December 15, 2012
Harding-Ikeda Dialogue Published in Japan
Japanese edition of a dialogue between Dr. Vincent Harding and Daisaku Ikeda
TOKYO, Japan: Publisher Daisanbunmei-sha has released Kibo no kyoiku, heiwa no koshin--kingu hakase no yume to tomo ni (working title: Education for Hope and Progress toward Peace), a dialogue between Vincent Harding, professor emeritus of religion and social transformation at the Iliff School of Theology in Denver, Colorado, USA, and Daisaku Ikeda. The work was originally serialized in Daisanbunmei, a monthly commentary magazine, from February 2010 to May 2011.
In their dialogue, the authors examine the vision of democracy and the principles of nonviolence that were championed by American civil rights activist, Martin Luther King Jr.; the ideals and objectives of democracy; and the role and responsibility of education in the achievement of a truly democratic society.
Prof. Harding was Martin Luther King Jr.'s friend, confidant and fellow activist and drafted speeches for him during "the movement to expand democracy," as the professor terms what is commonly refered to as the "civil rights movement." In Prof. Harding's view, the democratic ideals of freedom and equality carried sufficient moral and spiritual force to mobilize African-Americans to, at great personal risk, insist on difficult personal, social and political changes. In November 2010, speaking at the Ikeda Center for Peace, Learning, and Dialogue in Cambridge, Massachusetts, USA, he made the following observation: "What could be more noble than the experiment that says that those who were brought by force to this country as slaves determined to become its greatest teachers of freedom?"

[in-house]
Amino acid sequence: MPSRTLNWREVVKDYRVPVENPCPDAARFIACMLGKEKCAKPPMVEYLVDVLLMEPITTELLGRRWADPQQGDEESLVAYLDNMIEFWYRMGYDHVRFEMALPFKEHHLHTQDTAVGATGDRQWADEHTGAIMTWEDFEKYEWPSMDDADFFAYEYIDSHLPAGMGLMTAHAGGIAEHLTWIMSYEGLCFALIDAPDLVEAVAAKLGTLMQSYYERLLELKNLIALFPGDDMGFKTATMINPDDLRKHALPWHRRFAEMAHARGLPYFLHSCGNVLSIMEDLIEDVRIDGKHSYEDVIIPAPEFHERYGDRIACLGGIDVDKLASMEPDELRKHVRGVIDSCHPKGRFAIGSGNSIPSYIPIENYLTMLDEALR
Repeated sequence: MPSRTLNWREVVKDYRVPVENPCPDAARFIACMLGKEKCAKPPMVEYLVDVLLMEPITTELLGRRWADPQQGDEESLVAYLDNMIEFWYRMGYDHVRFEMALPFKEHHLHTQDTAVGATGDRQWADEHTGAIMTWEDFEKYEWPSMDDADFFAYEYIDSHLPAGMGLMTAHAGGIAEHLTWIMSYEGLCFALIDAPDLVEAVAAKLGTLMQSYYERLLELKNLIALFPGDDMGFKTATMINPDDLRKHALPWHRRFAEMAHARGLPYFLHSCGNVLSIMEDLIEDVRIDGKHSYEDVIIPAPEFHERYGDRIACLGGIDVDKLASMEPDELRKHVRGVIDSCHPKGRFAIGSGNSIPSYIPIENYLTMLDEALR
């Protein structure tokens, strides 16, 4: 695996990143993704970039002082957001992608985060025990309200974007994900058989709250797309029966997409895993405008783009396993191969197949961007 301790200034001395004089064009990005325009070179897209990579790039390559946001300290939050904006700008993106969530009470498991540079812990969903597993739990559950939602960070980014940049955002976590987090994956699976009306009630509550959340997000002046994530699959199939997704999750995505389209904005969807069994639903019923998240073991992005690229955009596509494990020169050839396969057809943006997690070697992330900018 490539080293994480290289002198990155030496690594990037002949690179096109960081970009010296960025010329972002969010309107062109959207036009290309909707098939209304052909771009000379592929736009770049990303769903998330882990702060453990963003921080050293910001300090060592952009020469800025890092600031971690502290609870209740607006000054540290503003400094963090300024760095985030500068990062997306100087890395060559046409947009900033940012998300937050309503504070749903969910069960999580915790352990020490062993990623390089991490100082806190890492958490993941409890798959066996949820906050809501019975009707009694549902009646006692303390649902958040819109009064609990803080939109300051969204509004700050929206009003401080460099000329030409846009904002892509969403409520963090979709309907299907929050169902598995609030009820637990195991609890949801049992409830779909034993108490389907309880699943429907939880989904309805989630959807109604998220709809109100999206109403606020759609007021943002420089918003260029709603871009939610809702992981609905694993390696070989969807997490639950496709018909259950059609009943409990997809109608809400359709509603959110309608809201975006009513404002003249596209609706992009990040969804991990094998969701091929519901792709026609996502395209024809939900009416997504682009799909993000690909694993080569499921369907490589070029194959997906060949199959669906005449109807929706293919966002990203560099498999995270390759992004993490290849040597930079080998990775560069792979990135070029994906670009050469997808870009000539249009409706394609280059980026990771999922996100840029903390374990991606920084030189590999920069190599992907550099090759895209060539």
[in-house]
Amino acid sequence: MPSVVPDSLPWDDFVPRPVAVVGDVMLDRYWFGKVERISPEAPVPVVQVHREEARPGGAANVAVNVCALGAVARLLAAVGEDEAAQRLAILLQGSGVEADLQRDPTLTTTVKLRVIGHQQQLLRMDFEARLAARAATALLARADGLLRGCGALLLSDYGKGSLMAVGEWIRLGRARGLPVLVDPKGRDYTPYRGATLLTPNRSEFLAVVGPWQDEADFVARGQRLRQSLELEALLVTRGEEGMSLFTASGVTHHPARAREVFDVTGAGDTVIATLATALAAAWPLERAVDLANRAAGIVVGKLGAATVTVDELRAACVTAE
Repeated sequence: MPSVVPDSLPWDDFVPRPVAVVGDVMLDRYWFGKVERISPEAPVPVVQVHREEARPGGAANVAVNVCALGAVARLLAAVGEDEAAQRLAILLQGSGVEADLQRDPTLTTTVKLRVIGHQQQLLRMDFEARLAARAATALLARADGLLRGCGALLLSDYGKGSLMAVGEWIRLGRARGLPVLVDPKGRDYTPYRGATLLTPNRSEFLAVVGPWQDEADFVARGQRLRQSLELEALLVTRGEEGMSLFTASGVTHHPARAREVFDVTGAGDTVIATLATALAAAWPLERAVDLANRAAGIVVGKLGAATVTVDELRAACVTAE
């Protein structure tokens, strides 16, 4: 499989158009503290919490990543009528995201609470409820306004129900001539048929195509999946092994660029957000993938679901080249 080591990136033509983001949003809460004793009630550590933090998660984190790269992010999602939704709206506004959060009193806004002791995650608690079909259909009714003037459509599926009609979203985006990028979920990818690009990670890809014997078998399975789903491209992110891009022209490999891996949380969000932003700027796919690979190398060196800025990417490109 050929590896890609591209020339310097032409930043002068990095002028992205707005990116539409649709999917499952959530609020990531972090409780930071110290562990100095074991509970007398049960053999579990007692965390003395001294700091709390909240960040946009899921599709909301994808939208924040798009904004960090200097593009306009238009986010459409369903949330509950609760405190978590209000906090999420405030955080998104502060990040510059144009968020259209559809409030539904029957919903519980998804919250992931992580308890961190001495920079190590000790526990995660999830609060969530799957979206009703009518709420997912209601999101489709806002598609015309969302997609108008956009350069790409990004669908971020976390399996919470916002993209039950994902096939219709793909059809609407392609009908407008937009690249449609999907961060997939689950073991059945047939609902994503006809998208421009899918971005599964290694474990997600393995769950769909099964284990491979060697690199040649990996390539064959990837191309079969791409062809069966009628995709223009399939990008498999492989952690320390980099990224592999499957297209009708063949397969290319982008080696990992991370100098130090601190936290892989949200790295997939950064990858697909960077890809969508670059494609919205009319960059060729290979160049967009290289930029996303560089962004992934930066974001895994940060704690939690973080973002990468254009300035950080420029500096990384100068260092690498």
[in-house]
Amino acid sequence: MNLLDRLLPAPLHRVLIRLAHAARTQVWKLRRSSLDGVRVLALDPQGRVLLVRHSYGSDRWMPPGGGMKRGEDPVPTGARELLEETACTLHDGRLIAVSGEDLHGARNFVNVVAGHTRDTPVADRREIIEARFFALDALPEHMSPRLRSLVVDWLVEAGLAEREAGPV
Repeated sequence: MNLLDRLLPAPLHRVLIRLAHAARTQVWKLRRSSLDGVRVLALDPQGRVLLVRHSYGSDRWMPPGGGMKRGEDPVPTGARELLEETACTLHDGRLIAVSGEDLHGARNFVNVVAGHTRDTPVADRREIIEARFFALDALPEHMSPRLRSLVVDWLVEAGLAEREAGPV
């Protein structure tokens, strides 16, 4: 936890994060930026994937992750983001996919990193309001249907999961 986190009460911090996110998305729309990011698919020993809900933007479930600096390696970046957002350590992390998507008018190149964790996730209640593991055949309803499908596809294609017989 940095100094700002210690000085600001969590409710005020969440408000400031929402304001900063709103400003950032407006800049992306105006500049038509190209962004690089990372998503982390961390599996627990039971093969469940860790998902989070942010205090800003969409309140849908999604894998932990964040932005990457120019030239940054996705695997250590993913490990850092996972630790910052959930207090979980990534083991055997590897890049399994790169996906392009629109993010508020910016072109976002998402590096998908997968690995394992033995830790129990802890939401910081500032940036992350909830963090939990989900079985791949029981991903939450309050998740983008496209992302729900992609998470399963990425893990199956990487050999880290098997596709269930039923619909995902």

Prof. Harding and Mr. Ikeda first met in January 1994 in Tokyo. The idea of publishing a dialogue grew out of discussions they held at the time and pursued through subsequent correspondence.
[Adapted from an article in the December 15, 2012, issue of the Seikyo Shimbun, Soka Gakkai, Japan]